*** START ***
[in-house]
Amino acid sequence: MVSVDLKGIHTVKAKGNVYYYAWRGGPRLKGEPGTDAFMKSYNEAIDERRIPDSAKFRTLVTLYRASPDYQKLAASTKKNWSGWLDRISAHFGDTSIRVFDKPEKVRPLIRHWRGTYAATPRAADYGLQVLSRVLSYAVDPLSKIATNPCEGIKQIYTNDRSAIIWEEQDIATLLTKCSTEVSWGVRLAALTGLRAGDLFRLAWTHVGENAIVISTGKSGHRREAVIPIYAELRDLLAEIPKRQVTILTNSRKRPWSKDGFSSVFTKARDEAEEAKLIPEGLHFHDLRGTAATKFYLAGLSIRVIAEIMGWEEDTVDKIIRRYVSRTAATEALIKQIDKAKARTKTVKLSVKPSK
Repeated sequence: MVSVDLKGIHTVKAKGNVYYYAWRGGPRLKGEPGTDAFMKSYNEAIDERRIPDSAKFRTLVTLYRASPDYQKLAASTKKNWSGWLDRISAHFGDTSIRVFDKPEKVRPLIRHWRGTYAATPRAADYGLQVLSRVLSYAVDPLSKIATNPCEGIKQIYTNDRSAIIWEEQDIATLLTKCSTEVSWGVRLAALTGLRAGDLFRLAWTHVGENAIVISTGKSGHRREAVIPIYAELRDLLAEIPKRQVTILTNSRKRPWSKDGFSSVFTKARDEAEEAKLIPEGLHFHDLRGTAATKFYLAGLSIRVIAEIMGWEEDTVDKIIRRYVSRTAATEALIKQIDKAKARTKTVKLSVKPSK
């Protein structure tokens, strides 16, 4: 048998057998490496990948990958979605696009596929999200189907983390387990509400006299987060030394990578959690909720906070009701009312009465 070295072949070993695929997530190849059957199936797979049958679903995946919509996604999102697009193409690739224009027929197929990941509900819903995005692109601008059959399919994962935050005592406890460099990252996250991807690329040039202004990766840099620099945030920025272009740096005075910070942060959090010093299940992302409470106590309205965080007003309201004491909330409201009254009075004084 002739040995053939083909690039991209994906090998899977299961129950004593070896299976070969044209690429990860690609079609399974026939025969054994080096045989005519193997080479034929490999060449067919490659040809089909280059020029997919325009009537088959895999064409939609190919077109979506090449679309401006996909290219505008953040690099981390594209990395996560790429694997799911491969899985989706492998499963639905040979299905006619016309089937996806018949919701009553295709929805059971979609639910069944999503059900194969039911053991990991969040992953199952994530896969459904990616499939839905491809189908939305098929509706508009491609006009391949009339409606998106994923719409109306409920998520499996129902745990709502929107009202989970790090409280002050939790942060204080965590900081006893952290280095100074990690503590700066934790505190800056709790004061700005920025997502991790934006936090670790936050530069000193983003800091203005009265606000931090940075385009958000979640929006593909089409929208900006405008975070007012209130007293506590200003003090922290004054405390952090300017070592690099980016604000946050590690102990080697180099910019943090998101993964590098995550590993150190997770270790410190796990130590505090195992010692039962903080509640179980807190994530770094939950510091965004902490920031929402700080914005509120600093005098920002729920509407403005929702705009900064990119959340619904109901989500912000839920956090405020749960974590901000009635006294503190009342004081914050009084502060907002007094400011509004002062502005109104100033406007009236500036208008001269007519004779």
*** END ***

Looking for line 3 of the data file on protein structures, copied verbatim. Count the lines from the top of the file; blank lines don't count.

Repeated sequence: MVSVDLKGIHTVKAKGNVYYYAWRGGPRLKGEPGTDAFMKSYNEAIDERRIPDSAKFRTLVTLYRASPDYQKLAASTKKNWSGWLDRISAHFGDTSIRVFDKPEKVRPLIRHWRGTYAATPRAADYGLQVLSRVLSYAVDPLSKIATNPCEGIKQIYTNDRSAIIWEEQDIATLLTKCSTEVSWGVRLAALTGLRAGDLFRLAWTHVGENAIVISTGKSGHRREAVIPIYAELRDLLAEIPKRQVTILTNSRKRPWSKDGFSSVFTKARDEAEEAKLIPEGLHFHDLRGTAATKFYLAGLSIRVIAEIMGWEEDTVDKIIRRYVSRTAATEALIKQIDKAKARTKTVKLSVKPSK